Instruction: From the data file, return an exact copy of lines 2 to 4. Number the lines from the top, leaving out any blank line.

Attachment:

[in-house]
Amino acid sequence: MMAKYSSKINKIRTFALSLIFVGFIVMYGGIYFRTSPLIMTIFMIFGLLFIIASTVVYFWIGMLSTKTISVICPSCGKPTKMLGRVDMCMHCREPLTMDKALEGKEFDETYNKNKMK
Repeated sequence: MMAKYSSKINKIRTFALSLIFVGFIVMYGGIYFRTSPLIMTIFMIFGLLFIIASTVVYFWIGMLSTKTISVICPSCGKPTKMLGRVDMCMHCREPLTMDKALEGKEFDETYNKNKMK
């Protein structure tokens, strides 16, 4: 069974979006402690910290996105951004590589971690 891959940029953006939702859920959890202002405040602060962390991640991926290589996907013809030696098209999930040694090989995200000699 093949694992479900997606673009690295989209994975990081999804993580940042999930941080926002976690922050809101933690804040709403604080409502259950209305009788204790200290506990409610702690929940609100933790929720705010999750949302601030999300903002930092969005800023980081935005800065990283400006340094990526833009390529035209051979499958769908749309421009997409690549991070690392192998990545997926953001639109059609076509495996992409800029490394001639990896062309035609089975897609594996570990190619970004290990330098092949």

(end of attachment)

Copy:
Amino acid sequence: MMAKYSSKINKIRTFALSLIFVGFIVMYGGIYFRTSPLIMTIFMIFGLLFIIASTVVYFWIGMLSTKTISVICPSCGKPTKMLGRVDMCMHCREPLTMDKALEGKEFDETYNKNKMK
Repeated sequence: MMAKYSSKINKIRTFALSLIFVGFIVMYGGIYFRTSPLIMTIFMIFGLLFIIASTVVYFWIGMLSTKTISVICPSCGKPTKMLGRVDMCMHCREPLTMDKALEGKEFDETYNKNKMK
């Protein structure tokens, strides 16, 4: 069974979006402690910290996105951004590589971690 891959940029953006939702859920959890202002405040602060962390991640991926290589996907013809030696098209999930040694090989995200000699 093949694992479900997606673009690295989209994975990081999804993580940042999930941080926002976690922050809101933690804040709403604080409502259950209305009788204790200290506990409610702690929940609100933790929720705010999750949302601030999300903002930092969005800023980081935005800065990283400006340094990526833009390529035209051979499958769908749309421009997409690549991070690392192998990545997926953001639109059609076509495996992409800029490394001639990896062309035609089975897609594996570990190619970004290990330098092949």